LAHORE: Although the Pakistani authorities are putting their best foot forward to increase voter turnout in the forthcoming July 25 general elections and encourage maximum participation in the political process, the country is yet to surpass the 63 per cent turnout recorded during the first-ever direct national ballot exercise held on December 7, 1970.
The 1970 elections had seen Sheikh Mujibur Rahman’s Awami League won a landslide victory by winning an absolute majority of 160 seats in the National Assembly, while Zulfikar Ali Bhutto’s Pakistan People’s Party could bag only 81 seats.
Overall, the Awami League also won 298 out of 310 seats in the State Assembly of East Pakistan. During the 1970 polls, the Pakistan People’s Party had won in Punjab and Sindh, Jamiat Ulema-i-Islam (JUI) had emerged victorious in Balochistan and the Marxist National Awami Party (NAP), now called the Awami National Party (ANP), had won the laurels in the NWFP.
Sadly enough, the National Assembly session was not held as the then president Yahya Khan and Zulfikar Ali Bhutto’s Pakistan People’s Party did not want a party from East Pakistan to lead a government.
This state of affairs had caused great unrest in East Pakistan, which soon escalated into a bloody civil war, consequently resulting in the formation of the independent state of Bangladesh.
History reveals that the Assembly session was eventually held when President Yahya Khan had to relinquish charge a few days later and Bhutto took over. Bhutto became the Prime Minister in 1973, after the post was recreated by the new Constitution.
It is imperative to note that the voter turnout during the May 2013 Pakistani elections was a relatively healthy 54.9 per cent, which thus meant that it was 10.5 per cent more than what the case was in February 2008 polls.
While a high turnout is an implicit endorsement of the system and a sign of growing confidence of electors in a democracy, a low turnout is a reflection of disenchantment or indifference.
To achieve a higher turnout in polling exercises and to help their respective political systems attain maximum endorsement from general public, numerous nations have thus made voting compulsory at elections.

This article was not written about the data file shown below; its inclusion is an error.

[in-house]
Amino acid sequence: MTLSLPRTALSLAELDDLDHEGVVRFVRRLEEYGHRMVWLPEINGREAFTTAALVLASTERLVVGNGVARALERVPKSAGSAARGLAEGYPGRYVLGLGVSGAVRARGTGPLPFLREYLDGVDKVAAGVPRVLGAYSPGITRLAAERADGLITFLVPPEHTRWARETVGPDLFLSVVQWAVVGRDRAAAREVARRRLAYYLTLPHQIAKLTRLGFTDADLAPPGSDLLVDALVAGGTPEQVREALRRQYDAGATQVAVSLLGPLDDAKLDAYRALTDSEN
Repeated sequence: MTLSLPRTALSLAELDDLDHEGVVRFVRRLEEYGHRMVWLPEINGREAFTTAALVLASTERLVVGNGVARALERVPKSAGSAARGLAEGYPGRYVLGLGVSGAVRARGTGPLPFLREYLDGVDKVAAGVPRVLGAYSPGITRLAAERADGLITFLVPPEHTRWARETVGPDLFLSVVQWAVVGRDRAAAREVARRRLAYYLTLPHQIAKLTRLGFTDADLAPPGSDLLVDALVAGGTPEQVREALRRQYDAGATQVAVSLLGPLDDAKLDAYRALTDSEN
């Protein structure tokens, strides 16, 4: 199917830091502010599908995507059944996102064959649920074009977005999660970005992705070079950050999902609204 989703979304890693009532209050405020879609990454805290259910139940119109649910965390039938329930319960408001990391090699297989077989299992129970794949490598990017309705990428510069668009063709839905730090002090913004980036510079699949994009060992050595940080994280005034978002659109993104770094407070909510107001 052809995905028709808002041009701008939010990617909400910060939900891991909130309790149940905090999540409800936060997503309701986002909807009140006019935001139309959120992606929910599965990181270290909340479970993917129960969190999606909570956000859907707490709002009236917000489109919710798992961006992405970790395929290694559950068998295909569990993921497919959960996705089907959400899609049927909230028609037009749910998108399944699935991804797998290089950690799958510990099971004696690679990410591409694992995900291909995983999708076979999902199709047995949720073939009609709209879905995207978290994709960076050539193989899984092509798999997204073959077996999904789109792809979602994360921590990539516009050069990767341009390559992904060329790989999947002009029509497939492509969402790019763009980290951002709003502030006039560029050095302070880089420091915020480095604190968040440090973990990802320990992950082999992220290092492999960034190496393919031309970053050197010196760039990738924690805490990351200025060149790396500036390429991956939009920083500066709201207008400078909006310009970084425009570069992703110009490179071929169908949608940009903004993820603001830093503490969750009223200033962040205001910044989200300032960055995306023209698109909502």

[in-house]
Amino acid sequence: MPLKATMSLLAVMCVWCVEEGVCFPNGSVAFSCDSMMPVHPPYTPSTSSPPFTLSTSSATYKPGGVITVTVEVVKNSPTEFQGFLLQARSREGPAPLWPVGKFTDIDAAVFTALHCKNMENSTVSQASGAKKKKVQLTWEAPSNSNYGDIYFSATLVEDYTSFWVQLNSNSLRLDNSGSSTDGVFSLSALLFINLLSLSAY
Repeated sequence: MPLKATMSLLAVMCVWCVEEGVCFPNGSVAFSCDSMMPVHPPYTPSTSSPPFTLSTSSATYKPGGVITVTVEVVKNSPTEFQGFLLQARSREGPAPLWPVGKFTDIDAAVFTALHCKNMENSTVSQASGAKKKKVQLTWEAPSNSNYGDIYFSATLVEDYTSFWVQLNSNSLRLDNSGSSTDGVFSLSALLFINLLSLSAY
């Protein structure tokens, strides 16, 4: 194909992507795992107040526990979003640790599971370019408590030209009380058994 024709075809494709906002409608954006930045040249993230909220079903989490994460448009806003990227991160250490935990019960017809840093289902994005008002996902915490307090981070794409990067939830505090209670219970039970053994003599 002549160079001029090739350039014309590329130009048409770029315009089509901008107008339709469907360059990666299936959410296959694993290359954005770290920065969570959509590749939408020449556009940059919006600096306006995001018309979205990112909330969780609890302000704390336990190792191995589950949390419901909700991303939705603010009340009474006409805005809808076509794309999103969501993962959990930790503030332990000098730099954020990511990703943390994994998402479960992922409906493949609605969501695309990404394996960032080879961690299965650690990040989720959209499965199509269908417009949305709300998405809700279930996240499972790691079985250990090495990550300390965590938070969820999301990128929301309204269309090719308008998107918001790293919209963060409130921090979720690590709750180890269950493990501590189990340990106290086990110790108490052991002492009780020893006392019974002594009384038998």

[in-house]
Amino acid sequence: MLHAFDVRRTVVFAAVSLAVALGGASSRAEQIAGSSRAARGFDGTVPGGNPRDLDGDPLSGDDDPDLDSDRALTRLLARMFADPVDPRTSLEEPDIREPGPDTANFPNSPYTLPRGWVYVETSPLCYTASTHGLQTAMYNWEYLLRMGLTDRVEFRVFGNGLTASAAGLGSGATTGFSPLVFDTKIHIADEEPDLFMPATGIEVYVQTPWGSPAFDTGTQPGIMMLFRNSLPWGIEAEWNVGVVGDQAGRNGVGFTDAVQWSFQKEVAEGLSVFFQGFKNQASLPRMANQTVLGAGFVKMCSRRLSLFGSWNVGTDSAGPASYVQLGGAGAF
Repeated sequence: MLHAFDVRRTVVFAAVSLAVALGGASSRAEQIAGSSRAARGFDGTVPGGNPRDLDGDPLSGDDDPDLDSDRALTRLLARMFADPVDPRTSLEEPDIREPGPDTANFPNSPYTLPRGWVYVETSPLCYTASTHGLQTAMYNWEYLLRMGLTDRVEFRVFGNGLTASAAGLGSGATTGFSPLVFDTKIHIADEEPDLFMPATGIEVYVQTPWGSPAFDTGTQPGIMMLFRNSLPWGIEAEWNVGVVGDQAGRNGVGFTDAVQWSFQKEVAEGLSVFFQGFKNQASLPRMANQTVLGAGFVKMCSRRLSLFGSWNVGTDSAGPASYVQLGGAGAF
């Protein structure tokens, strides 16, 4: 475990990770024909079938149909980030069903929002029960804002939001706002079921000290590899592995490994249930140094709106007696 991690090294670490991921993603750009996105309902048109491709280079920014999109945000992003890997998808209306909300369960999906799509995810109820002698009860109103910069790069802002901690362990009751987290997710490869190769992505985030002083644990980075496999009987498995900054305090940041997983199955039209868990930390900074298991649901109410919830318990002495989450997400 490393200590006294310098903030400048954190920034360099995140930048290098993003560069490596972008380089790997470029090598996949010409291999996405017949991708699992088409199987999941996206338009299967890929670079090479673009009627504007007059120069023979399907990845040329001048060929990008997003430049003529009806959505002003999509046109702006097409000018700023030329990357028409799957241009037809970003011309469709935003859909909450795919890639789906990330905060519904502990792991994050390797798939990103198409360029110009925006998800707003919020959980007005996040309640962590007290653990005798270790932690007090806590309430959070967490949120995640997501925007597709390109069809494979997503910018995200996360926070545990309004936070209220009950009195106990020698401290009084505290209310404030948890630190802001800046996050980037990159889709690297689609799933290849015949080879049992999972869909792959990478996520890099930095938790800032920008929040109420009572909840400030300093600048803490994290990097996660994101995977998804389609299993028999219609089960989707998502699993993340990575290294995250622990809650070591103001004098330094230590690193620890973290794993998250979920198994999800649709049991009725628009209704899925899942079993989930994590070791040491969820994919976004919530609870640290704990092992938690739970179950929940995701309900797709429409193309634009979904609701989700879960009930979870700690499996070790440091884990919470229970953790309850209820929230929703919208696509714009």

According to the International Institute for Democracy and Electoral Assistance (International IDEA), which is an inter-governmental organization with regional offices in Latin America, Asia and the Pacific and Africa, most democratic governments consider participating in national elections a right of citizenship. Some consider that participation at elections is also a citizen's civic responsibility.
In some countries, where voting is considered a duty, voting at elections has been made compulsory and has been regulated in the national constitutions and electoral laws. Some countries go as far as to impose sanctions on non-voters.
Headquartered is in Stockholm and founded in 1995, the International Institute for Democracy and Electoral Assistance has revealed that compulsory voting is not a new concept. Some of the first countries that introduced mandatory voting laws were Belgium in 1892, Argentina in 1914 and Australia in 1924. There are also examples of countries such as Venezuela and the Netherlands which at one time in their history practiced compulsory voting but have since abolished it.
Following are the countries where mandatory voting was once practiced or where laws still provide for compulsory voting:
Argentina (since 1912), Australia (since 1924), Cyprus (since 1960), Italy (practiced from 1945 to 1993), Liechtenstein, Luxembourg (voluntary for those over 70), Belgium (since 1892 for men and since 1949 for women), Ecuador (since 1936), Spain (practiced from 1907 to 1923), Singapore (The non-voter in Singapore is removed from the voter register until he/she reapplies and provides a reason. Fee applies only if the voter does not have valid reason for not voting. The non-voter is also disqualified from being a candidate at any subsequent presidential or parliamentary elections), Switzerland (still practiced in only one canton. Abolished in other cantons in 1974), Turkey, Uruguay (voting mandatory since 1934 but law in this context was not in practice until 1970),Venezuela (Practiced until 1993), Egypt (since 1956), Fiji (Practiced from 1992 to 2006, Fiji had abandoned compulsory voting in 2014), Greece (since 1926), Lebanon (21 years of voting age; compulsory for all males; authorized for women at age 21 with elementary education; excludes military personnel), Paraguay (compulsory up to age 75), Peru (since 1933), Bolivia (since 1952), Brazil, Bulgaria (since 2016) and Chile (practiced from 1925 to 2012).